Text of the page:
#1
title is pretty explanatory. I was just wondering why, it seems to me that a bolt on acoustic would finction perfectly well. Is it just because acoustics hace set necks like its always been? just curious TY.
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#2
It would be awkward to do wouldnt it?
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#5
its a good question, but i agree with what Hong said. Also it would sound like crap.
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#7
Why don't they ever have bolt-on necks? I'd say the biggest reason is because they do.
#9
They do have bolt-on necks. Every single Taylor guitar has a bolt on neck. You just don't see it because it's inside the guitar and not as noticeable as on an electric guitar.
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#11
My old Eko 12 string had a bolt-on neck. It also had an adjustable bridge to set the action nicely. No, it didn't sound terrible, either.
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#12
Quote by strumandbang
Why do very few acoustics have maple fretboards?


Maple fretboards were originally used as a cost saving measure. They don't really tend to last as well as ebony or rosewood. There's nothing really wrong with maple, per se... It's just not traditional.
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#13
When you buy various "kit" guitars from Stewart-McDonald, you generally have your choice of bolt-in or glue-in necks.
To try to use a Fender-type bolt-on, you'd need a rather massive neck block and very long screws; acoustic guitars are much deeper than electrics. Balance and weight would be a factor.
#14
If I'm not mistaken... the "bolt-on" necks for acoustic guitars still have a sort of puzzle piece joint that's both glued and screwed in. The glue weakens with sufficient heat, making the neck very easy to replace.
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Have an acoustic guitar? Don't let your guitar dry out! Click here.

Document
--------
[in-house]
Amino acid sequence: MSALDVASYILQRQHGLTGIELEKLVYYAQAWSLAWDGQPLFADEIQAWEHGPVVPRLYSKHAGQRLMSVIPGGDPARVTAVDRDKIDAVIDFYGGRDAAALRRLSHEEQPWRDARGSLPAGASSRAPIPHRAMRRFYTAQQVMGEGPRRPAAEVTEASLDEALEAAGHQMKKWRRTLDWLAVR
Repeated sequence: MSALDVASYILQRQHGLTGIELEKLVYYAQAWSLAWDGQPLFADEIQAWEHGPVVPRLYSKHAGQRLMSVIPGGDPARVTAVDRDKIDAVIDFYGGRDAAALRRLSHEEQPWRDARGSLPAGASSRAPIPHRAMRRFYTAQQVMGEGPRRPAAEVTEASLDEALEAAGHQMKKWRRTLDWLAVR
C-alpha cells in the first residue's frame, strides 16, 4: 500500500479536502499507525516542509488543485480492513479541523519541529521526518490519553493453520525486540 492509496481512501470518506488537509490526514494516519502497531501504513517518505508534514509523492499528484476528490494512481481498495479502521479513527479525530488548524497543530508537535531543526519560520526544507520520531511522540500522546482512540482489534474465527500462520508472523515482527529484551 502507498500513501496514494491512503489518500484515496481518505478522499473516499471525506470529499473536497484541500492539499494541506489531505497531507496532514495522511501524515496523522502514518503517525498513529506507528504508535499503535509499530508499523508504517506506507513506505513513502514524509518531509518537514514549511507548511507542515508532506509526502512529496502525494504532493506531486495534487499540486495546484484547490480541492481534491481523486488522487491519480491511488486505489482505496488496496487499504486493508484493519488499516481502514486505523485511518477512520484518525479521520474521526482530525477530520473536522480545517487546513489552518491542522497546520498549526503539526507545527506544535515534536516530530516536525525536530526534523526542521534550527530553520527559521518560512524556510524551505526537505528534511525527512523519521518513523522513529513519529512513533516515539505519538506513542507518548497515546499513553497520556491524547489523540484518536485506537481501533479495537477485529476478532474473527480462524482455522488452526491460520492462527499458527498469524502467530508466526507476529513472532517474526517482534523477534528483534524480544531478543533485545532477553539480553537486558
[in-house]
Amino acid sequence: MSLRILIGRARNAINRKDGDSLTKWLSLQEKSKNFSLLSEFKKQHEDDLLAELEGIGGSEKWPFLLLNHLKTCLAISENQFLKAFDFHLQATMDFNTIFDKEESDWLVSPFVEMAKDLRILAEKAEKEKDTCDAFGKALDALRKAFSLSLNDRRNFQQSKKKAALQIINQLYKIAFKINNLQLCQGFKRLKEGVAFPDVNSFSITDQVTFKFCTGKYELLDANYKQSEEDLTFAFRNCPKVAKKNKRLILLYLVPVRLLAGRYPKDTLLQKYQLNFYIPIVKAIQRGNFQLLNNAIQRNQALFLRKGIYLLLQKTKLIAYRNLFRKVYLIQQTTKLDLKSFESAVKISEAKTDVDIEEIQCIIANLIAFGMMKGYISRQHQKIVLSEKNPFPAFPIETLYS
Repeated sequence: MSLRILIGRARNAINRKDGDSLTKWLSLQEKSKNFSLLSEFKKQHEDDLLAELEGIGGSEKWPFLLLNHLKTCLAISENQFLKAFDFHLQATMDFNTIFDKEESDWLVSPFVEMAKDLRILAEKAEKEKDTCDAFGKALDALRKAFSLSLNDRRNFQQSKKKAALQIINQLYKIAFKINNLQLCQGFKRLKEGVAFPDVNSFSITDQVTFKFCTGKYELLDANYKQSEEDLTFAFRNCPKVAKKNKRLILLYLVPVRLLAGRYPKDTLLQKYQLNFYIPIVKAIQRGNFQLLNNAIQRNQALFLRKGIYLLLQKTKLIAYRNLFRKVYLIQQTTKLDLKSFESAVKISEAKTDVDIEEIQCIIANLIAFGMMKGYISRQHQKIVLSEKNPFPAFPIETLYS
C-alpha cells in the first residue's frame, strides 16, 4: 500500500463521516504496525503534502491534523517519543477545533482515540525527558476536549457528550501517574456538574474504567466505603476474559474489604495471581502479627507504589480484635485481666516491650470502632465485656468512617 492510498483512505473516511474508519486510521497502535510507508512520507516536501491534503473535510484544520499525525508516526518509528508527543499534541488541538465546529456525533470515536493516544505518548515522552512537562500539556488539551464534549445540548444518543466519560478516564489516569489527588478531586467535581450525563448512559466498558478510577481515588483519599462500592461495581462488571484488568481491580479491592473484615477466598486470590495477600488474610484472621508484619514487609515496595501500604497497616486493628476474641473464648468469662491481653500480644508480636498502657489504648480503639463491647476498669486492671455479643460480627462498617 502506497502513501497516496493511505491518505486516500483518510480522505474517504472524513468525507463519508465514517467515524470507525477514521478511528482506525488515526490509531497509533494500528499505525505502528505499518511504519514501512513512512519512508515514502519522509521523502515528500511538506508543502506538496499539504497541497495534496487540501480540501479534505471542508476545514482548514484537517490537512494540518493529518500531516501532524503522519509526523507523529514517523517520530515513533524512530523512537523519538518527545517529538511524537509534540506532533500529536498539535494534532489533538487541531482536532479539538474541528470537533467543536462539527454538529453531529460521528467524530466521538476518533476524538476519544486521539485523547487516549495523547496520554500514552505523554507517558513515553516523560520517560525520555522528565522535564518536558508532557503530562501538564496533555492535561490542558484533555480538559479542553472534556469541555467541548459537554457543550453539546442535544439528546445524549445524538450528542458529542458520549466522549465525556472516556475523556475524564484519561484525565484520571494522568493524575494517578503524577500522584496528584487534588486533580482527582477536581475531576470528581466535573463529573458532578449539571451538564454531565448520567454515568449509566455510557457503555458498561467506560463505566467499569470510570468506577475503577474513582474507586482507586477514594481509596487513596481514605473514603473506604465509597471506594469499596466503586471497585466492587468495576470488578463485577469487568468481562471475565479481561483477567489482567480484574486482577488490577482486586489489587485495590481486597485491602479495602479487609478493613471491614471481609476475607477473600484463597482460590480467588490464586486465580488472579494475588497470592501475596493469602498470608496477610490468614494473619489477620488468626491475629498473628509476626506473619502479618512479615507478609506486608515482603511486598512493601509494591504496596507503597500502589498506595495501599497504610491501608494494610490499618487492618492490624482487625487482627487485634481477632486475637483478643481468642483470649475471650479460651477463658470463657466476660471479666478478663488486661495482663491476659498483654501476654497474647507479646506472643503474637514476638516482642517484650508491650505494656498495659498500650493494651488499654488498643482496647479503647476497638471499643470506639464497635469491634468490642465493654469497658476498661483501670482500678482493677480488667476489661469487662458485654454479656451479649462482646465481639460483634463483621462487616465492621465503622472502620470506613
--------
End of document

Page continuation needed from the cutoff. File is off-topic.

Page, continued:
#15
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#16
My Guild has a bolt-on neck. I personally don't think that it makes the guitar sound one way or the other. Maybe it improves the sound, maybe it degrades it. All I know is that my Guild sounds fine.
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#17
Quote by strumandbang
Why do very few acoustics have maple fretboards?

Maple boards have to be laquered before it can be used and Ebony/Rosewood are unfinished and last a life time.

Many acoustics do have bolt on's and they are MUCH easier reset necks with bolt on as compared to dove tails joints. No tonal/structural differences either.
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Last edited by |Long| at Sep 14, 2010,
#18
Many manufacturers and luthiers use bolt on necks. Taylor is probably the most recognizable of the mass producers. Their NT neck utilizes bolts with no glue, but the pre-NT neck does only to glue the fingerboard on the soundboard. Breedlove and Seagull are also manufacturers that uses them. Collings and Stonebridge (Furch) are famous small shop builders that utilizes bolt-on. Goodall is another. So is Bourgeois. You get the point.

When they are done correctly there is no difference in sound quality. Bolt-ons do have the advantage of an easier neck reset procedure than dovetail, but dovetail is traditional and it works very well. I don't usually buy a guitar for its neck joint and I would generally advise the same thing for others as well.
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